Whether a module is complete or not can easily be checked by evaluating the Definition entry associated with the module; e.g. in module M00010, it is given by

Definition  K01647 (K01681,K01682) (K00031,K00030)

which can be translated to

K01647 AND (K01681 OR K01682) AND (K00031 OR K00030)

If this expression evaluates to TRUE, the module is complete.

Now I am wondering whether analogue information exists for a single reaction. So e.g. for R00352, one finds the following information about Orthology:

enter image description here

But how do I now know in which logical relation the KOs are?

So it could be

K01648 AND K15230 AND K15231 


K01648 OR (K15230 AND K15231)

and so on.

Can this information be retrieved from KEGG and if so, how?


In the above example, the correct expression would be:

K01648 OR (K15230 AND K15231)

One either needs K01648 or the other two subunits together. So, unfortunately, it is not as easy as @aretaon describes it in his answer since just one of the two subunits would not be sufficient. One can therefore not just connect the KOs associated to a reaction using a logical OR.


To rephrase what you already mentioned in your question: For a KEGG Module to be completed (so that an organism can perform a certain function) you need a certain set of functional units or enzymes. So to evaluate the abilities of an organism you would check its genome for the gene sequences related to the module by performing the logical operation you mentioned above.

A Module is composed of chemicals (C) and reactions (R), as you can see in your given example. To explain the differences between modules and reactions best have a look at the last reaction, Isocitrate to 2-Oxoglutarate. There are three boxed reactions (one of them is a combination of two) that all lead to Oxoglutarate. When you look at the Orthology (the enzymes involved) for the reactions in the first box (R01899+R00268) and the second box (R00267) you will see, that it's the same enzyme (K0030) performing different reactions. The third box now contains a reaction (R00709) performed by a second enzyme (K0031), that leads the same way (it differs in using NAD+ instead of NADP+ as electron acceptor). So for the module to be completed you could use either of the two (that’s the reason for the OR-operator in the logical operation).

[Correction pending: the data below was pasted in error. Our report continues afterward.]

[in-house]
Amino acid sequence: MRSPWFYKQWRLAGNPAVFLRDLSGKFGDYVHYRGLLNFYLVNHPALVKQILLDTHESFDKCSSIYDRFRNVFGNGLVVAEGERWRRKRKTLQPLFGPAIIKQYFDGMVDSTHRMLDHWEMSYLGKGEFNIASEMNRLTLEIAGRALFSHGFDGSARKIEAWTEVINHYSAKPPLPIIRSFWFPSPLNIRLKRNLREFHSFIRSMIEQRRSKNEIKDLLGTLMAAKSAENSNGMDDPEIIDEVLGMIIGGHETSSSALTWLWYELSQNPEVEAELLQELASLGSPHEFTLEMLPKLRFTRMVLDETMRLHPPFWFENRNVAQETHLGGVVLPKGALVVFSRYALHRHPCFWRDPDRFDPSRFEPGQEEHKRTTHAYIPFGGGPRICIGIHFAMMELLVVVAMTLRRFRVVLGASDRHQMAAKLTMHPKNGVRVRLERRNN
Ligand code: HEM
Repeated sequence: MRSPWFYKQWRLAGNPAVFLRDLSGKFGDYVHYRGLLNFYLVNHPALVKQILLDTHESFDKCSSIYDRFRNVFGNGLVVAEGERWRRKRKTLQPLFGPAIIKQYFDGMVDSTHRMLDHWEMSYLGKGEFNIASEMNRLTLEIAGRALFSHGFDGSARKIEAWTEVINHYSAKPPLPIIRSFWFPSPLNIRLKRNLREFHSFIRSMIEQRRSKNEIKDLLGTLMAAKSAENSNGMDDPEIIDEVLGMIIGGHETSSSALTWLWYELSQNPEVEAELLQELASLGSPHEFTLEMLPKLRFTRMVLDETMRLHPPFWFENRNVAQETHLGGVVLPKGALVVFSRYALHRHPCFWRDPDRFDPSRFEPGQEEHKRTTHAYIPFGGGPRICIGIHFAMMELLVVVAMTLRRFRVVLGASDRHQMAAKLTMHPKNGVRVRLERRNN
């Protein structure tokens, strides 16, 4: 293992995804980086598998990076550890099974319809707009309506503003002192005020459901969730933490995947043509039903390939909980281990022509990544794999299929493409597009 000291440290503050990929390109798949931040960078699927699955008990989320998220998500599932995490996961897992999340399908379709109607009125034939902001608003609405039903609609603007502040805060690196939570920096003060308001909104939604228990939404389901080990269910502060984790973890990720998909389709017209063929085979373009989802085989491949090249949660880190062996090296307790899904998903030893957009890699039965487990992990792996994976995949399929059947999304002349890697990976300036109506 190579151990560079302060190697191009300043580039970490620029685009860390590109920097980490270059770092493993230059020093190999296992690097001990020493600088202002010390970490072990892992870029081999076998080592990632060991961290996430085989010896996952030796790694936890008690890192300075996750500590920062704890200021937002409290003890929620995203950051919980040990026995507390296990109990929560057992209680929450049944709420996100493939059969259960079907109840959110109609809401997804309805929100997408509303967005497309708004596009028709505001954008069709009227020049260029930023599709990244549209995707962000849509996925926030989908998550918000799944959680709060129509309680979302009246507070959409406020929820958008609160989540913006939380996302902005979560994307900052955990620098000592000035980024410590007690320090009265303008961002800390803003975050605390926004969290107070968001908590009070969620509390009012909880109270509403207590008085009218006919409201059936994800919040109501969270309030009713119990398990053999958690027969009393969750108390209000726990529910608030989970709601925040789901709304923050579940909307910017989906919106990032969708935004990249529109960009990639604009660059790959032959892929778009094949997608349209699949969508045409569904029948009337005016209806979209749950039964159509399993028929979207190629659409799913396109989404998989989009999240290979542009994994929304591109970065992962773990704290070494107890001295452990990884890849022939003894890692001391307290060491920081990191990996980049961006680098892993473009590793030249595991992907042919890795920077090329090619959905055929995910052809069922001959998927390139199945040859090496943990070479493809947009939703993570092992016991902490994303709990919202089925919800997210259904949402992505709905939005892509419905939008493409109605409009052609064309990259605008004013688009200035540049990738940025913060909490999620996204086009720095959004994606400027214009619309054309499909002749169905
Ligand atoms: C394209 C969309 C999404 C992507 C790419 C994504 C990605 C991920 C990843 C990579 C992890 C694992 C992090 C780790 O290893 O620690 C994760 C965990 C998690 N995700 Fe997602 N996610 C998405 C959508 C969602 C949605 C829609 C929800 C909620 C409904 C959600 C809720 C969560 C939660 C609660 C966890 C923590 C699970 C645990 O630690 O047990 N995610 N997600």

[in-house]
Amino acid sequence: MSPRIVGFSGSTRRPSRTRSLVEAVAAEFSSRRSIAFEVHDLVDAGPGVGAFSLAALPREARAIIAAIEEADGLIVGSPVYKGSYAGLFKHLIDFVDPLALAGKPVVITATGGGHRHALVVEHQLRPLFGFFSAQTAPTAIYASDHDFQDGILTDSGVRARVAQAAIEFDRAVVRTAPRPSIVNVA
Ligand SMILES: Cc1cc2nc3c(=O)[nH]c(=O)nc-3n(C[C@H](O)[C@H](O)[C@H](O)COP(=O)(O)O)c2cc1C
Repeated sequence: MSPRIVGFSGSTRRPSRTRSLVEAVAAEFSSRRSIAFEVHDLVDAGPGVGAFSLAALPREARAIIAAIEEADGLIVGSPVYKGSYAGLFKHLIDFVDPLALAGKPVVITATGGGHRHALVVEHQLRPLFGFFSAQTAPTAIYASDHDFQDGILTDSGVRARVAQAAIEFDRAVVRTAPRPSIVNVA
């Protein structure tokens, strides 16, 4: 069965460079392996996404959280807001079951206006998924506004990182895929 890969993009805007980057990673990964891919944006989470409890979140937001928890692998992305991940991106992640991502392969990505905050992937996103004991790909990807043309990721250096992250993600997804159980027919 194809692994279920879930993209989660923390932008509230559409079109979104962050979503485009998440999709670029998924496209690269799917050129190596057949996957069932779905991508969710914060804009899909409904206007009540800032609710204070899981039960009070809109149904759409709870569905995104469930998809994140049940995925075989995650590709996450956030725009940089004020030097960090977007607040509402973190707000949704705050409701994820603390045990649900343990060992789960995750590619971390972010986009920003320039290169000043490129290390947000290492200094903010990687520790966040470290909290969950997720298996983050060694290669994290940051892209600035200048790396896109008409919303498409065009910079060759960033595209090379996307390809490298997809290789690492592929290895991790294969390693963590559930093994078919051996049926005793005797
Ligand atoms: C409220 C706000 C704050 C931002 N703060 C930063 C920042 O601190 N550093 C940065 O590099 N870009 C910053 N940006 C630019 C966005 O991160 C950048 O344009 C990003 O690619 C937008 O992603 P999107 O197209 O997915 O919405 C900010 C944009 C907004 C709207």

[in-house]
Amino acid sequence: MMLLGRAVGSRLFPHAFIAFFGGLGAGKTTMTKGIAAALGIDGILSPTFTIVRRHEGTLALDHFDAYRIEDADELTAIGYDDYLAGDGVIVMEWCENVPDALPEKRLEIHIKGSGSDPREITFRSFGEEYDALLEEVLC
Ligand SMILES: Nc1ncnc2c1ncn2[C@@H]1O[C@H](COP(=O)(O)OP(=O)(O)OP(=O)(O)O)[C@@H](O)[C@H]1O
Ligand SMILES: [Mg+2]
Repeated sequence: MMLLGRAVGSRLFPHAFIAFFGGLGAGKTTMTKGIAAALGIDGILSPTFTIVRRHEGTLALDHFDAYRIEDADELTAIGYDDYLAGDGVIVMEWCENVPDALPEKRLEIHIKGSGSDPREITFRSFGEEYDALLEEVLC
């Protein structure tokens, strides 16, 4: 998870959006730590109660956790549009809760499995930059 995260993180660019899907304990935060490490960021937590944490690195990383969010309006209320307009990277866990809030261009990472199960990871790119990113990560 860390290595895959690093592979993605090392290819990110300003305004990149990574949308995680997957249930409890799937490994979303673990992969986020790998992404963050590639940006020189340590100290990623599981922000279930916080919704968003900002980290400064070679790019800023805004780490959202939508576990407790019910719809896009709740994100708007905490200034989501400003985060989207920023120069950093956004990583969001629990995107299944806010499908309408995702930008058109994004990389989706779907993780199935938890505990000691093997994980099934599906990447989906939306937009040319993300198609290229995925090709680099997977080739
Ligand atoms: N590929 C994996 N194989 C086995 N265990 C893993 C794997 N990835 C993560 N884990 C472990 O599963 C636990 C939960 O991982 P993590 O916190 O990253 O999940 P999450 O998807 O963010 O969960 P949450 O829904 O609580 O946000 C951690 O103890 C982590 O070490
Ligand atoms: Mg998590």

If you now want to evaluate if a certain type of reaction occurs in a given organism it is sufficient to have one of the possible enzymes catalysing this reaction. So:

K01648 OR K15230 OR K15231 
  • $\begingroup$ Thanks for your reply. Unfortunately, it is not that simple (see my EDIT), but I wish it was... ;) $\endgroup$
    – Cleb
    Jun 3 '16 at 8:21
  • $\begingroup$ I tried to find another way but I think there is none. The logical syntax you describe is defined only for modules - and modules cover only selected parts of all pathways. So to be certain if the enzyme in a reaction is only part of a multi-enzyme complex (as in your example) you even cannot go back to pathways because the required parts aren't defined there either. $\endgroup$
    – aretaon
    Jun 9 '16 at 22:06
  • $\begingroup$ Yes. I tried to infer it from the module structure and the reaction list but that doesn't work either since that is inconsistent between modules, unfortunately... Too bad that there is no solution to this issue, it seems. $\endgroup$
    – Cleb
    Jun 9 '16 at 22:11

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